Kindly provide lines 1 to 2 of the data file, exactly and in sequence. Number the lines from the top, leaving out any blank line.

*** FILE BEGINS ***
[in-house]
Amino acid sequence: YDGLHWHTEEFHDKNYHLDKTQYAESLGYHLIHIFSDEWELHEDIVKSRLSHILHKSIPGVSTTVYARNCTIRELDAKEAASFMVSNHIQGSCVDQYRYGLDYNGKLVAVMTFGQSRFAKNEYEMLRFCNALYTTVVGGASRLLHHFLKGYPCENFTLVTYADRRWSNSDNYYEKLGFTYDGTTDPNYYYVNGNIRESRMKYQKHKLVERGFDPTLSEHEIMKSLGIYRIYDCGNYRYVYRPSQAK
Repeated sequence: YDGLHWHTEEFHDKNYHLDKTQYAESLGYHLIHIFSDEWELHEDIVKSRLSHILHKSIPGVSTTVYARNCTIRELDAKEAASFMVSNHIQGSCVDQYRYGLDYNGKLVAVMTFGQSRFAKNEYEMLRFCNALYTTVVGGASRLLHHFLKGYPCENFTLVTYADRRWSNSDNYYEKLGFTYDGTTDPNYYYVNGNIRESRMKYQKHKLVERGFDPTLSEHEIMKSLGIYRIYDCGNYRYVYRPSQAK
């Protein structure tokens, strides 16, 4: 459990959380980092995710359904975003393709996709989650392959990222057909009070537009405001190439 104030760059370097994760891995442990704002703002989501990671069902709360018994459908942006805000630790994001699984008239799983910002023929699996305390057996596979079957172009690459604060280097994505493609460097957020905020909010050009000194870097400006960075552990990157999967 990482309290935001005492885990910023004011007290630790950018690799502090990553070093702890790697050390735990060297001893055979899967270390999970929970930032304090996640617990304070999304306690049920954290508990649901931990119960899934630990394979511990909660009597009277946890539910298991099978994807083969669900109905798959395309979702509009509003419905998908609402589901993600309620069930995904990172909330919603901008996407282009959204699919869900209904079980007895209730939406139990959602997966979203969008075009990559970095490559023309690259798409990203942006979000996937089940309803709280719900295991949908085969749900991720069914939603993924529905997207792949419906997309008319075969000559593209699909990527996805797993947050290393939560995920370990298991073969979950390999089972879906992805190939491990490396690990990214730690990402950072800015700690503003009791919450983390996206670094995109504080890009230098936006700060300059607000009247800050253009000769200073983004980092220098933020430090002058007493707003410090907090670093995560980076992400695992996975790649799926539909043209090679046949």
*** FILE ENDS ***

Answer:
[in-house]
Amino acid sequence: YDGLHWHTEEFHDKNYHLDKTQYAESLGYHLIHIFSDEWELHEDIVKSRLSHILHKSIPGVSTTVYARNCTIRELDAKEAASFMVSNHIQGSCVDQYRYGLDYNGKLVAVMTFGQSRFAKNEYEMLRFCNALYTTVVGGASRLLHHFLKGYPCENFTLVTYADRRWSNSDNYYEKLGFTYDGTTDPNYYYVNGNIRESRMKYQKHKLVERGFDPTLSEHEIMKSLGIYRIYDCGNYRYVYRPSQAK